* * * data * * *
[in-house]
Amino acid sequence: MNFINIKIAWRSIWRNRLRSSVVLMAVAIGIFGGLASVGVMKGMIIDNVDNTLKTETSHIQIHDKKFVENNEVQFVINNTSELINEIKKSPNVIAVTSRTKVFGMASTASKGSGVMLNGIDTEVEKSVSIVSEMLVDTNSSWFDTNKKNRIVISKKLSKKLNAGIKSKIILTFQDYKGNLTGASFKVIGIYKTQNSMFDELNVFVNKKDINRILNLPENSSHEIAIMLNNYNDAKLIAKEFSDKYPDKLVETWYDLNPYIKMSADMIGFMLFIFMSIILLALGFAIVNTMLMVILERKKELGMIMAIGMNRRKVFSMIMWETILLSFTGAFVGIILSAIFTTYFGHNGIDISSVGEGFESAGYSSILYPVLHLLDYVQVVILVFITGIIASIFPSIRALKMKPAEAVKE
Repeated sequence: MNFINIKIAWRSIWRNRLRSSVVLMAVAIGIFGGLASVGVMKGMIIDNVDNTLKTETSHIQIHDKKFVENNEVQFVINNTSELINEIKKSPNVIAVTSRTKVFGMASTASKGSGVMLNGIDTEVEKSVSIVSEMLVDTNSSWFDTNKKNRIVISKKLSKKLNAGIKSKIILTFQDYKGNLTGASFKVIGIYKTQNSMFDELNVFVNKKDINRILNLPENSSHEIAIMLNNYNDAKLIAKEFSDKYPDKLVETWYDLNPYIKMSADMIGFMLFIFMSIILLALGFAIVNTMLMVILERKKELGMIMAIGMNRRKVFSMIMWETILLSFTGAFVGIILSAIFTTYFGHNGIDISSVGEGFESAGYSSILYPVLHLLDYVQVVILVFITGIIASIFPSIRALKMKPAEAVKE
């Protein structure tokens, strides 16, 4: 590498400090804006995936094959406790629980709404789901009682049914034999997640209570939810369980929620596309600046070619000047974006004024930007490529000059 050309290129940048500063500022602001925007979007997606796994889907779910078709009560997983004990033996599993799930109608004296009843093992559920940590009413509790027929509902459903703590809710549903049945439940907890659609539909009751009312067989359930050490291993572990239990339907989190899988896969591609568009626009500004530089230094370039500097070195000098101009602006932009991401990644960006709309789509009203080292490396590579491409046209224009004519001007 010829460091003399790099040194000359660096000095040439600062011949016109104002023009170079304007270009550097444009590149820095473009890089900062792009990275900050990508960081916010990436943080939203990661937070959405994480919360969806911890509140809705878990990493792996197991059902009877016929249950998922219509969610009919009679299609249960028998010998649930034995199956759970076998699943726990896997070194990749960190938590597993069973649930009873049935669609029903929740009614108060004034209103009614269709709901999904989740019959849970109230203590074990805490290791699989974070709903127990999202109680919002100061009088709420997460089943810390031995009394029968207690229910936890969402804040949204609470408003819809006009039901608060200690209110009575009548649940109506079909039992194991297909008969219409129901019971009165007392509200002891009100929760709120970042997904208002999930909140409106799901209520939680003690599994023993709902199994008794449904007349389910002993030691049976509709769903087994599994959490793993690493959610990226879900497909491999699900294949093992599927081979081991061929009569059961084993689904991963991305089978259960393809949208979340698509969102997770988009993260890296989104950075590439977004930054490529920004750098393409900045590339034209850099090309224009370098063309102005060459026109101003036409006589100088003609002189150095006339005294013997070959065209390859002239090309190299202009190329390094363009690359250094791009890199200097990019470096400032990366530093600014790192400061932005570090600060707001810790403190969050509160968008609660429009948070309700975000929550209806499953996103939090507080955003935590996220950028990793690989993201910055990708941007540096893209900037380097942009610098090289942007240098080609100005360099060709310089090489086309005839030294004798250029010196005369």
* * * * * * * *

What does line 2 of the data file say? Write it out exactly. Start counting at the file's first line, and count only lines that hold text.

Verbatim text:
Amino acid sequence: MNFINIKIAWRSIWRNRLRSSVVLMAVAIGIFGGLASVGVMKGMIIDNVDNTLKTETSHIQIHDKKFVENNEVQFVINNTSELINEIKKSPNVIAVTSRTKVFGMASTASKGSGVMLNGIDTEVEKSVSIVSEMLVDTNSSWFDTNKKNRIVISKKLSKKLNAGIKSKIILTFQDYKGNLTGASFKVIGIYKTQNSMFDELNVFVNKKDINRILNLPENSSHEIAIMLNNYNDAKLIAKEFSDKYPDKLVETWYDLNPYIKMSADMIGFMLFIFMSIILLALGFAIVNTMLMVILERKKELGMIMAIGMNRRKVFSMIMWETILLSFTGAFVGIILSAIFTTYFGHNGIDISSVGEGFESAGYSSILYPVLHLLDYVQVVILVFITGIIASIFPSIRALKMKPAEAVKE